An icaro (or ikaro) is a song sung in Shipibo healing ceremonies, or by vegetalistas. The word icaro is believed to be derived from the Quechua verb ikaray, which means "to blow smoke in order to heal".
Shipibo shamans say that spirits, particularly plant spirits, teach them the icaros. They are used to bring on mareación (the visionary effects of the ayahuasca), take mareación away, call in different plant spirits, call in the spirits of others or the deceased, take away dark spirits and dark energies, for protection and to manage the ceremony. Experienced shamans can recite hundreds of icaros.
Icaros are either whistled or sung, and can be expressed in any language. The shamans generally sing in a spirit dialect that is a mixture of their native language (i.e. Quechua, Shipibo-Conibo, Asháninka, etc.), Spanish, and different evocative sounds or vocables. Icaros represent a system of communication between the shaman and the spirits, and the shaman and the participants in the ceremony. The shamans believe that every living thing has an icaro and that these icaros can be learned.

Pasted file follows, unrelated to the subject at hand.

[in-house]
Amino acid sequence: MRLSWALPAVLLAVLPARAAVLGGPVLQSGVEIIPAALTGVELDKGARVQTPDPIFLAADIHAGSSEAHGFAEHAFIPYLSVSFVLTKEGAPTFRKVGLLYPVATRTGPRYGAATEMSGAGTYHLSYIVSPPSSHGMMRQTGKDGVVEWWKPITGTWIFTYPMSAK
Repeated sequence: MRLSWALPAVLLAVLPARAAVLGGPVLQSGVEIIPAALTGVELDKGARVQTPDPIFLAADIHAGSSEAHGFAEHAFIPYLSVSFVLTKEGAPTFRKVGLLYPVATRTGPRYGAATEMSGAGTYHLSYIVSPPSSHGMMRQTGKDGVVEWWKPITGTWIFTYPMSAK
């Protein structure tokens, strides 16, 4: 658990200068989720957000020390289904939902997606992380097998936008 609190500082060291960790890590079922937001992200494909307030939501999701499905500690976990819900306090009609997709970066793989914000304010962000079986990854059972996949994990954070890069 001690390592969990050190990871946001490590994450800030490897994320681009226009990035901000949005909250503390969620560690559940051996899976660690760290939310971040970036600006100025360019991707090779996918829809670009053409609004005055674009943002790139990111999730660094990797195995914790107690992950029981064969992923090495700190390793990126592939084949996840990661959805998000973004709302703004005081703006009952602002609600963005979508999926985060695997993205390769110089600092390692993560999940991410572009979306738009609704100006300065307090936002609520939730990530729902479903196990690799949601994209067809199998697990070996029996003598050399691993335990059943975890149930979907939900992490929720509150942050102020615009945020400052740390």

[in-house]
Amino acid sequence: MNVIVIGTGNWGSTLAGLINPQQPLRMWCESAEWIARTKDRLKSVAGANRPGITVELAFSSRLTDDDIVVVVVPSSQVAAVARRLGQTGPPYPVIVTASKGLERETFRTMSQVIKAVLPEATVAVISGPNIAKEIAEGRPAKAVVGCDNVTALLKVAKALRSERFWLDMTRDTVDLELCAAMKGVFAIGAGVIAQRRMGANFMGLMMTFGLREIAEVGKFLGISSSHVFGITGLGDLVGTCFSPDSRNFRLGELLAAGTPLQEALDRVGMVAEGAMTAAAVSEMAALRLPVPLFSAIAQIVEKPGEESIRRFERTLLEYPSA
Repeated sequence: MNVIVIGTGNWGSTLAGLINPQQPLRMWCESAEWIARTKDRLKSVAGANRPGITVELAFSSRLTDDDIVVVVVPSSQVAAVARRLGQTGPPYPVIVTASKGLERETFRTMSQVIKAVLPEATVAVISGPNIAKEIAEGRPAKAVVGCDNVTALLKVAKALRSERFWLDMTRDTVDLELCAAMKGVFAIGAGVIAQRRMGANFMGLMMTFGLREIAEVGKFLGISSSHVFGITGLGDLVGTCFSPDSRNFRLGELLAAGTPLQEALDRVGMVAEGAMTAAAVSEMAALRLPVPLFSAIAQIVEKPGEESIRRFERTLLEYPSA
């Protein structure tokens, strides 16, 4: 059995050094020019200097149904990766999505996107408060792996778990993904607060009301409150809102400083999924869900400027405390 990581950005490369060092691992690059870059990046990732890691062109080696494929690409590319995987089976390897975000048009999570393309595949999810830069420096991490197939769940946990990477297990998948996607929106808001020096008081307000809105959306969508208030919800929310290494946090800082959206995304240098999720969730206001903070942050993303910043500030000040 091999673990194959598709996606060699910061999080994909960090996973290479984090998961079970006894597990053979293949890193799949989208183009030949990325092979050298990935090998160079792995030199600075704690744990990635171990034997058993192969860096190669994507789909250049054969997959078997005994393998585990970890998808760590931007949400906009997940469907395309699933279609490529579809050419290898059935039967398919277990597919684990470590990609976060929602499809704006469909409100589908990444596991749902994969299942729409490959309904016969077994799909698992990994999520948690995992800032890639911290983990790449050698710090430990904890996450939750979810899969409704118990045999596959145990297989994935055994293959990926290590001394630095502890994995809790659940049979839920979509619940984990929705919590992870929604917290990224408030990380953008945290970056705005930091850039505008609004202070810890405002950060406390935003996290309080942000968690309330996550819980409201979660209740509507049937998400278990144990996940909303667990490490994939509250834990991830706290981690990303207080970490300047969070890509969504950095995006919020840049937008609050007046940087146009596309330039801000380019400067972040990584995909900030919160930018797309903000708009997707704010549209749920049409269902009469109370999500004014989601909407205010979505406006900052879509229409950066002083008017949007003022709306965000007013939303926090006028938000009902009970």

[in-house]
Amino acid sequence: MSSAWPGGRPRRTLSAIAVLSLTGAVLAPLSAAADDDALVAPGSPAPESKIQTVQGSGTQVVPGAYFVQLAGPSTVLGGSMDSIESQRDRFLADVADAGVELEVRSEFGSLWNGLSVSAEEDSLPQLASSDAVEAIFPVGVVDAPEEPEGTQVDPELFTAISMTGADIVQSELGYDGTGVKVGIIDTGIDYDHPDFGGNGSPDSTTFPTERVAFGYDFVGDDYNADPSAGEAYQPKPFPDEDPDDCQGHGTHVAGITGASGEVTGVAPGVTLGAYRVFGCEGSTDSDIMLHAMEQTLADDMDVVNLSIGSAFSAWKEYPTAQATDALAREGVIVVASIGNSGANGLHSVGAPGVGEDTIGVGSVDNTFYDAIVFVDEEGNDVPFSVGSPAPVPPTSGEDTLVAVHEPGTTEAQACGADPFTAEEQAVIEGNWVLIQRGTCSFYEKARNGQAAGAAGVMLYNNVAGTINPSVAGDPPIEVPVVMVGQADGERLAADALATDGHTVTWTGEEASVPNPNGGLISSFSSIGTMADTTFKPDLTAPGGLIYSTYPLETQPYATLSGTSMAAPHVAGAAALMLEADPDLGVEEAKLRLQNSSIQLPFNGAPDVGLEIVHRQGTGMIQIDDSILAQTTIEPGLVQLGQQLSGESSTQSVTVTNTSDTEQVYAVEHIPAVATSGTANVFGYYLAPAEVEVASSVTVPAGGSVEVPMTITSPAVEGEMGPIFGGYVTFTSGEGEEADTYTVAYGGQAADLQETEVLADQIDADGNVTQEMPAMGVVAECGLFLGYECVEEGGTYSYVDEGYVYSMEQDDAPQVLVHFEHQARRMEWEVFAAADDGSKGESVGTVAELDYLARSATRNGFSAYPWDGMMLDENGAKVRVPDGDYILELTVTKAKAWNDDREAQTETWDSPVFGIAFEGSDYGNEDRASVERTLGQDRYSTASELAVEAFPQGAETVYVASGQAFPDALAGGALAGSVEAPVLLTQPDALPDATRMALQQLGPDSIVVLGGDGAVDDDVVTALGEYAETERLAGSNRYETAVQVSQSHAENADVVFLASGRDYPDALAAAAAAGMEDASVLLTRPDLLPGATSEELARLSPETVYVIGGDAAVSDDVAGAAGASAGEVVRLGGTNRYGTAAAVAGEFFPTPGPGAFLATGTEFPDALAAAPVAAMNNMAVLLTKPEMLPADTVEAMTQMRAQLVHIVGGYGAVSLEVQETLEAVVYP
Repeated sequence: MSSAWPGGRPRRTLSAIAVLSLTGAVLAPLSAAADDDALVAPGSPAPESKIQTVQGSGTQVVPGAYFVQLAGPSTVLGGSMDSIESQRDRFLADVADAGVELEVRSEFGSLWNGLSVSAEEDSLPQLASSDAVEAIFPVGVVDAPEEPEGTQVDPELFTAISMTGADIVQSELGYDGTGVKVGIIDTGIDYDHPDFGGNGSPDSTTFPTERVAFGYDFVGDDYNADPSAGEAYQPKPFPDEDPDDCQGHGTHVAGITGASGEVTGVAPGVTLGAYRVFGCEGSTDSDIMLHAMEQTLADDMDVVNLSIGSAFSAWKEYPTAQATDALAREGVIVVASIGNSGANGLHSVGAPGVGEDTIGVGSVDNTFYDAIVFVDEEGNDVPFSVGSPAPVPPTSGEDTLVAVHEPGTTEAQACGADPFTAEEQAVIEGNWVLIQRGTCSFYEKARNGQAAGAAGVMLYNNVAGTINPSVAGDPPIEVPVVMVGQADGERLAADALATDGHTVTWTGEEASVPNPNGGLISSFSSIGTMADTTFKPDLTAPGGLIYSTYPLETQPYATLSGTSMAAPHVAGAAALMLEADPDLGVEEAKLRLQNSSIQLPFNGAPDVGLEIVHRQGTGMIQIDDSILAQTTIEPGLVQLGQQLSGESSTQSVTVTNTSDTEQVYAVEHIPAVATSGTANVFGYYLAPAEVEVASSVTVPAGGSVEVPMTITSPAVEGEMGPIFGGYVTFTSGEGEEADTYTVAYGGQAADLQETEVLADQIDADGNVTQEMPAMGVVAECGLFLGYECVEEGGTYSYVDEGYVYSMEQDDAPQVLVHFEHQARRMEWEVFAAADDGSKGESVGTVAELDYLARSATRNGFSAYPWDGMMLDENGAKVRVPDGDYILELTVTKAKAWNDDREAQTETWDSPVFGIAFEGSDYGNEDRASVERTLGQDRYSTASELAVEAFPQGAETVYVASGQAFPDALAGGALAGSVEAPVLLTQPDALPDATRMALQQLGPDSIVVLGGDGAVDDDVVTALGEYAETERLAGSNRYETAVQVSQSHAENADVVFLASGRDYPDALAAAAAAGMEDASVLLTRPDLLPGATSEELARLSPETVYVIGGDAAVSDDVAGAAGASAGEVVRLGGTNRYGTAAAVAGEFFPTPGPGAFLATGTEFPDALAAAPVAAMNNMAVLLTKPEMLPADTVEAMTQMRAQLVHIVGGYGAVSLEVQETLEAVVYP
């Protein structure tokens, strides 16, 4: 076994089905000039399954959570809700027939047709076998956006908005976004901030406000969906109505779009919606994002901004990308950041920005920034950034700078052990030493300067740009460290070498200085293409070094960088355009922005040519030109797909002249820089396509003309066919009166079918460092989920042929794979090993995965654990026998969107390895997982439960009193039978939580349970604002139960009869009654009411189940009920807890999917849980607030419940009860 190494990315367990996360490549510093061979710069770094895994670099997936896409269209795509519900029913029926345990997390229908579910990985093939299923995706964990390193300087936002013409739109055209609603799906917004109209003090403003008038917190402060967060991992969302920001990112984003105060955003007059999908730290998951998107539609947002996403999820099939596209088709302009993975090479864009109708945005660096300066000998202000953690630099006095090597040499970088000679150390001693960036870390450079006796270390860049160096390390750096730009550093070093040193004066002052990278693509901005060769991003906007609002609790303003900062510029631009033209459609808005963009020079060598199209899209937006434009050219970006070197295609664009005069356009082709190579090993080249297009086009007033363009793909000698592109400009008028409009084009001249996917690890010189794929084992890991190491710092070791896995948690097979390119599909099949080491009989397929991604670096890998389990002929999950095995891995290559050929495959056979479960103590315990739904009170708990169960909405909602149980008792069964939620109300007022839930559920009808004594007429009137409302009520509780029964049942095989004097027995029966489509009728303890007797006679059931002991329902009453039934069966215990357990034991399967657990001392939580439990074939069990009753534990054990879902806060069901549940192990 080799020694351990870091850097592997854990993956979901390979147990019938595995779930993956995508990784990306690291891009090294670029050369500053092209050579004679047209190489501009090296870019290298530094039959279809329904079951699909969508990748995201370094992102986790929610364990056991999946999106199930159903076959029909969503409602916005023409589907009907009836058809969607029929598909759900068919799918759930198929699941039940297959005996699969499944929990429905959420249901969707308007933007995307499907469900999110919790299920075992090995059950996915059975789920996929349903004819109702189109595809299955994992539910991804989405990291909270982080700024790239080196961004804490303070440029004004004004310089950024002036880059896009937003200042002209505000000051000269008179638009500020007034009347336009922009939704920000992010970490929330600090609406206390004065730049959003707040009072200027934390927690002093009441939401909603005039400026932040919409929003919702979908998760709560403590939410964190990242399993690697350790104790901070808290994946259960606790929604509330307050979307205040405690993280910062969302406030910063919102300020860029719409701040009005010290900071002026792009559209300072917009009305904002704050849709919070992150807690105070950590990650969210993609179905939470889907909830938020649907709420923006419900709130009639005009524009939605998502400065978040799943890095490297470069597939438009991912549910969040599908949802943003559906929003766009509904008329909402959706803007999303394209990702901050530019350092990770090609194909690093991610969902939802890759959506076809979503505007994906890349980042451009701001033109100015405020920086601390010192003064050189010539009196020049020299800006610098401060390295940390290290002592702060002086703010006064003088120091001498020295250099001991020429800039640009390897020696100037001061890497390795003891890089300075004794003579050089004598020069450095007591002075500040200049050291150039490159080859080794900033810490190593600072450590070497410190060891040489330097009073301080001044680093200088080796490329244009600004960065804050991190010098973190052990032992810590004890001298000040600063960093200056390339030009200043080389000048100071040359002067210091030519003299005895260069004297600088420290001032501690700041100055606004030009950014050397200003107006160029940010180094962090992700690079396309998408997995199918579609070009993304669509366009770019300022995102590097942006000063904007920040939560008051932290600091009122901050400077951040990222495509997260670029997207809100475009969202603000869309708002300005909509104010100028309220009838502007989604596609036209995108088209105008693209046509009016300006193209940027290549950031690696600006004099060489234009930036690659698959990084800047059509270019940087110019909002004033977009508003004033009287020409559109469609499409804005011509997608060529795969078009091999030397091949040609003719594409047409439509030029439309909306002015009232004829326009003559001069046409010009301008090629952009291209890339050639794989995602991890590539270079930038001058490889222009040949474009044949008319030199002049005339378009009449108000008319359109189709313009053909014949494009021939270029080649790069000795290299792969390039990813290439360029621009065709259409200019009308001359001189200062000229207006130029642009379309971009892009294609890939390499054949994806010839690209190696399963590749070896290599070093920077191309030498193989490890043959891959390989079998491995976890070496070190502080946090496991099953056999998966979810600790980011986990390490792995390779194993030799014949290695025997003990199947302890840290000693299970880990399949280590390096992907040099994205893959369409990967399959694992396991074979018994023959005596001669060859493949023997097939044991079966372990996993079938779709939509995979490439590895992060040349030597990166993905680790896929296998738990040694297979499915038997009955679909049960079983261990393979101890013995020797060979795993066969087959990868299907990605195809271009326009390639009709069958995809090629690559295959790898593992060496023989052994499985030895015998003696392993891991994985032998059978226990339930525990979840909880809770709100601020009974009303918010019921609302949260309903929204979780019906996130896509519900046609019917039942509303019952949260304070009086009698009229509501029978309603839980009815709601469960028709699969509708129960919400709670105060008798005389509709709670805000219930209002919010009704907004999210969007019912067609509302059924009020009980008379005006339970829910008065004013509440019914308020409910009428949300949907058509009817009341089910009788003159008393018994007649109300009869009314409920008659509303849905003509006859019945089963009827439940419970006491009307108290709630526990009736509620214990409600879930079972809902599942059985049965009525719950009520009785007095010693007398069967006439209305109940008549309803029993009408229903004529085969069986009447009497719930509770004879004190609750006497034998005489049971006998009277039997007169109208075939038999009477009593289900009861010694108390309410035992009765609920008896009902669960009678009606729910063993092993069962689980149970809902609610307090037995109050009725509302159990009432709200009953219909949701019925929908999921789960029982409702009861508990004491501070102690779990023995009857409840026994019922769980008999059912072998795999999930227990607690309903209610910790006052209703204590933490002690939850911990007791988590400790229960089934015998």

The singing of icaros is sometimes accompanied by the chakapa, rattle of bundled leaves that is used to carry the rhythm of the ceremony. The shaman will use his chakapa to direct energy and the icaros, as well as send away dark or unwanted energies.
- Pratt, Christina (2007). Ency of Shamanism. The Rosen Publishing Group. p. 220.
- Luna, Luis Eduardo (1986). Vegetalismo (Stockholm Studies in Comparative Religion). Almqvist & Wiksell Internat. ISBN 91-22-00819-5.
- Haule, John Ryan (2011). Jung in the 21st Century: Synchronicity and science. Taylor & Francis. pp. 47–48.
- Rozendal, Keith. "Meet Mother Ayahuasca". Retrieved 21 August 2012.
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